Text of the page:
slightly more
    complicated

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  46. Yay! Higher-Kinded Recursion Schemes
    ● Like regular recursion-schemes, but the carrier of algebras is of kind * "-> *
    ● Functions are replaced by natural transformation
    ● Actually not that big of a deal, but makes one feel smart
    !27
    sealed trait SchemaF[S[_], A]

    case class Sum[S[_], A, B](left: S[A], right: S[B]) extends SchemaF[S, A \/ B]
    case class Prod[S[_], A, B](left: S[A], right: S[B]) extends SchemaF[S, (A, B)]
    "// etc…

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  47. OK... now what?
    !28

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  48. Where’ve we got so far?
    Remember, we want:
    ● A uniform way to abstract over the structure of data ✓
    ● A runtime reification of this abstraction ✓
    ● A method to derive “operations” from this reification ❓
    !29

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  49. What is an “operation”?
    An operation on A is something equivalent to a function that:
    ● Takes an A as argument
    ● Returns an A
    ● Takes an A and returns an A
    In summary, simply F[A].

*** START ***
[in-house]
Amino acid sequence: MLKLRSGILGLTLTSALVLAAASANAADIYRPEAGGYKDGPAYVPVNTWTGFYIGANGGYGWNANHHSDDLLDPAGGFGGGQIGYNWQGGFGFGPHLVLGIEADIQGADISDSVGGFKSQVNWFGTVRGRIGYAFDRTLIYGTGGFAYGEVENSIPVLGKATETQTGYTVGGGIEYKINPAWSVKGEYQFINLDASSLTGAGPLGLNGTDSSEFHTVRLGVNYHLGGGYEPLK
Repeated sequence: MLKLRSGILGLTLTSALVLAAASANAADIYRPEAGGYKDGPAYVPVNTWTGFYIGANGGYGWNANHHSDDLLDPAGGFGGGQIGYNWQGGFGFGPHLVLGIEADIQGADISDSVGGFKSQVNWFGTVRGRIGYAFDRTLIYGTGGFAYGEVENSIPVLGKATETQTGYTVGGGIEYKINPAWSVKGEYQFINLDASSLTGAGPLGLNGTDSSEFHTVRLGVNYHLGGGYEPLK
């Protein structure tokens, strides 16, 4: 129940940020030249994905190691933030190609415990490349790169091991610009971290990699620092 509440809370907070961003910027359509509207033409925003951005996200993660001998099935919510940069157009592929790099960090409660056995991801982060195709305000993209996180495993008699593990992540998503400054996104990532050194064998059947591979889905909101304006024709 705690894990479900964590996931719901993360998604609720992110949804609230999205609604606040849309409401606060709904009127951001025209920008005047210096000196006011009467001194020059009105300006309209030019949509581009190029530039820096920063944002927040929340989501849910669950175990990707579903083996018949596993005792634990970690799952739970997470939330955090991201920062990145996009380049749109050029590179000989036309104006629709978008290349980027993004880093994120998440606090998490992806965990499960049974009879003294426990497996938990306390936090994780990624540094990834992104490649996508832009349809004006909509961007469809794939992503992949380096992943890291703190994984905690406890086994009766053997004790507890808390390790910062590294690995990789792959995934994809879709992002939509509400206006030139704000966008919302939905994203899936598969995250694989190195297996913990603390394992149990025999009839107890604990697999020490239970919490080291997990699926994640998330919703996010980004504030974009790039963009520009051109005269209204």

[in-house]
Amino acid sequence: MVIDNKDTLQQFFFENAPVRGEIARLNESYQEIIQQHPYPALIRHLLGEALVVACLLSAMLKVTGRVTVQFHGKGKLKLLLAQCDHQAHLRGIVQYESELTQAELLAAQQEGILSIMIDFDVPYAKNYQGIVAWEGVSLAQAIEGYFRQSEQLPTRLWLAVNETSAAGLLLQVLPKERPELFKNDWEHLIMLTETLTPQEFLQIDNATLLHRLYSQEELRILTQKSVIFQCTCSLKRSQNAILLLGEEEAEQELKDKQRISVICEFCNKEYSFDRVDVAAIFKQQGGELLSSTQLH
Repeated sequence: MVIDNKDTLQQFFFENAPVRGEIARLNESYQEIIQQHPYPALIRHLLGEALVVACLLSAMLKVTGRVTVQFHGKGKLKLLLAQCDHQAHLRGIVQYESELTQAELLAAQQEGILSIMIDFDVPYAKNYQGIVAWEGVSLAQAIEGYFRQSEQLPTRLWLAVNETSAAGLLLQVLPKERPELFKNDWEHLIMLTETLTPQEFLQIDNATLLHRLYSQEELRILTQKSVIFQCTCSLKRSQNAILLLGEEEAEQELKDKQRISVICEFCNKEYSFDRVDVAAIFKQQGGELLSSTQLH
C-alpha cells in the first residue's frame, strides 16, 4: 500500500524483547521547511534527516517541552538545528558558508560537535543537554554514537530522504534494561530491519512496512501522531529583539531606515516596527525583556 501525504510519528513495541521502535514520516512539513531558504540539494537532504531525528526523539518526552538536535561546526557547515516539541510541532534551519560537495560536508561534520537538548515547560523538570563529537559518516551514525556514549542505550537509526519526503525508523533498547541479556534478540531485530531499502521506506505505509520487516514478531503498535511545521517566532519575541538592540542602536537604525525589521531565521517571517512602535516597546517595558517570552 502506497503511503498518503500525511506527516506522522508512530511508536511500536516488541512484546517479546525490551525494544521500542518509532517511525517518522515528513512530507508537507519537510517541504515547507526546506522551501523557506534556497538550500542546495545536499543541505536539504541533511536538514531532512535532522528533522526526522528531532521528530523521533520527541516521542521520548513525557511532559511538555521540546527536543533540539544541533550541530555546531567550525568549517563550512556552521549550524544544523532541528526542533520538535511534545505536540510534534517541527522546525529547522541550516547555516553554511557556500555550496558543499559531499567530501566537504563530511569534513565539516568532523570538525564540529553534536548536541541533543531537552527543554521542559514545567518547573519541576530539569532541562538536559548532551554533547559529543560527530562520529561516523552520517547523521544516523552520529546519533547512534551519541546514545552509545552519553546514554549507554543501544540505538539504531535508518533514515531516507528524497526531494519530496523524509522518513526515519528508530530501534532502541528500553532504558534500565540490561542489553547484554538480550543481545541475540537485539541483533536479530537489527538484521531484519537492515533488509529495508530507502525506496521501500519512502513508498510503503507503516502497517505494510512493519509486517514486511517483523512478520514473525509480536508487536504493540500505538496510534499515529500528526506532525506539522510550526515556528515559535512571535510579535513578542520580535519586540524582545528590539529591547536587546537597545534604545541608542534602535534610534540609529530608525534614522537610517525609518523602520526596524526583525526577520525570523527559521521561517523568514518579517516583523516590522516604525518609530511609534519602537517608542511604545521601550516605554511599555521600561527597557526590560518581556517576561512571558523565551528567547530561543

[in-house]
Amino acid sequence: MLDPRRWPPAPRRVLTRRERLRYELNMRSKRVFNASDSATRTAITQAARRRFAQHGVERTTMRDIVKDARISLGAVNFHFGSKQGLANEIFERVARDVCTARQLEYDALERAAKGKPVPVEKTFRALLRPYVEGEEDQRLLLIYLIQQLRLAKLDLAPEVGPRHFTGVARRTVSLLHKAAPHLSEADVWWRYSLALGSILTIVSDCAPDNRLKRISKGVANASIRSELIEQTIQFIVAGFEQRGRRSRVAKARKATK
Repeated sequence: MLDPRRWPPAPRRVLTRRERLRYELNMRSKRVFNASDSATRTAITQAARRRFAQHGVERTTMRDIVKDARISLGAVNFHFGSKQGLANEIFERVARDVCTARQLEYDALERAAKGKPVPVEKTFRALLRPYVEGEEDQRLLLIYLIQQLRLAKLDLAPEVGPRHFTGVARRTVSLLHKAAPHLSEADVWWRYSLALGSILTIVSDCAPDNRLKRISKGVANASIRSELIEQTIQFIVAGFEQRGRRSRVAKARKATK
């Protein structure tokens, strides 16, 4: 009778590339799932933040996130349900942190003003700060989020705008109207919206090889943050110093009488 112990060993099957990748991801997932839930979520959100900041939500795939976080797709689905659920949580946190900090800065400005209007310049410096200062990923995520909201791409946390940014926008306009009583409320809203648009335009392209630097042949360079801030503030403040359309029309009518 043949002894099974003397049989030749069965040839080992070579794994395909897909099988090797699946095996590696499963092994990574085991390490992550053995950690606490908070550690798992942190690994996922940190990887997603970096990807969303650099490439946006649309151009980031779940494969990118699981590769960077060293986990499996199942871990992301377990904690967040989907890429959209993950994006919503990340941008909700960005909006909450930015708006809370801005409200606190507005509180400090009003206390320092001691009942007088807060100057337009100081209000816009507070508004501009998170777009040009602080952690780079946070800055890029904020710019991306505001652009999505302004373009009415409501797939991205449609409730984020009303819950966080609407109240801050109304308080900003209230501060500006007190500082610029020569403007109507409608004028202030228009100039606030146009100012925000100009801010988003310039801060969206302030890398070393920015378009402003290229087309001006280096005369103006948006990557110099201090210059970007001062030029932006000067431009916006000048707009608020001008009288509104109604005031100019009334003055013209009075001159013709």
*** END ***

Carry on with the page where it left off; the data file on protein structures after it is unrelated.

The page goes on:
!30

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  50. What is “deriving”?
    Deriving an operation F from a schema is coming up with a function:
    Schema[A] "=> F[A] for any A
    Such polymorphic function is called natural transformation and is written:
    Schema "~> F
    So “deriving F” means “building a Schema "~> F”
    !31

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  51. And how do we do that?
    Intuitively, a schema is a tree.
    So we fold that tree into an F[_].
    Starting from the leaves (primitive types) we walk back up the tree, combining smaller
    F[_] into bigger ones.
    For example, when we reach a Prod node we combine the F[A] and F[B] into an
    F[(A, B)].
    This is typically done by a (higher-kinded) catamorphism of an algebra over a schema
    !32

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  52. Solving the evolution problem
    !33

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  53. The evolution problem: recap
    ● Only one version of each type in the code base
    ● Backward compatibility (new nodes read old data)
    ● Forward compatibility (old nodes read new data)
    !34

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  54. The evolution problem: recap
    ● Only one version of each type in the code base
    ● Backward compatibility (new nodes read old data)
    ● Forward compatibility (old nodes read new data)
    It’s “just” a matter of coming up with alternative readers.
    !35

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  55. The evolution strategy
    1. Define a set of backward/forward compatible migration steps
    2. Define other schemas in terms of the current one
    3. Use that to produce an uprading/downgrading schema
    4. Derive a reader from it
    !36

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  56. Just an ADT describing b/f compatible migration steps
    Step 1: Migration steps
    sealed trait MigrationStep